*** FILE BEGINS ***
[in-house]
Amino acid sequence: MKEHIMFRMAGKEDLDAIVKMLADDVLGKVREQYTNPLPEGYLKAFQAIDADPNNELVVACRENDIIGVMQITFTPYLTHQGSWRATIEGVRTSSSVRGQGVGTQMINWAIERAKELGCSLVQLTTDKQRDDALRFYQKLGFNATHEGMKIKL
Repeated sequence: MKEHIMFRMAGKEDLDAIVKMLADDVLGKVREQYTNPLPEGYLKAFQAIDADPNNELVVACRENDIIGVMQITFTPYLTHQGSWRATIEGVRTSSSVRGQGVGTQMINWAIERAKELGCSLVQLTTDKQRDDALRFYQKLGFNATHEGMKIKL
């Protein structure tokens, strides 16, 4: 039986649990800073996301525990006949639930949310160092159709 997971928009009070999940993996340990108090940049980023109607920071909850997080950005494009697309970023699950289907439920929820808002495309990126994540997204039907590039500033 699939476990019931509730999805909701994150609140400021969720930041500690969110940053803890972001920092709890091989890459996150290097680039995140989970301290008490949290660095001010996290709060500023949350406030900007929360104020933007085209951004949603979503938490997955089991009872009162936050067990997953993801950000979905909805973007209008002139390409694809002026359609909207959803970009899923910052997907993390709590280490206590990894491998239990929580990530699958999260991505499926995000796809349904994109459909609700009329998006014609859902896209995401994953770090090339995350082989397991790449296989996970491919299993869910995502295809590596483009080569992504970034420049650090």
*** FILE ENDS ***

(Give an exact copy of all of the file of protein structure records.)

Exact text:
[in-house]
Amino acid sequence: MKEHIMFRMAGKEDLDAIVKMLADDVLGKVREQYTNPLPEGYLKAFQAIDADPNNELVVACRENDIIGVMQITFTPYLTHQGSWRATIEGVRTSSSVRGQGVGTQMINWAIERAKELGCSLVQLTTDKQRDDALRFYQKLGFNATHEGMKIKL
Repeated sequence: MKEHIMFRMAGKEDLDAIVKMLADDVLGKVREQYTNPLPEGYLKAFQAIDADPNNELVVACRENDIIGVMQITFTPYLTHQGSWRATIEGVRTSSSVRGQGVGTQMINWAIERAKELGCSLVQLTTDKQRDDALRFYQKLGFNATHEGMKIKL
């Protein structure tokens, strides 16, 4: 039986649990800073996301525990006949639930949310160092159709 997971928009009070999940993996340990108090940049980023109607920071909850997080950005494009697309970023699950289907439920929820808002495309990126994540997204039907590039500033 699939476990019931509730999805909701994150609140400021969720930041500690969110940053803890972001920092709890091989890459996150290097680039995140989970301290008490949290660095001010996290709060500023949350406030900007929360104020933007085209951004949603979503938490997955089991009872009162936050067990997953993801950000979905909805973007209008002139390409694809002026359609909207959803970009899923910052997907993390709590280490206590990894491998239990929580990530699958999260991505499926995000796809349904994109459909609700009329998006014609859902896209995401994953770090090339995350082989397991790449296989996970491919299993869910995502295809590596483009080569992504970034420049650090």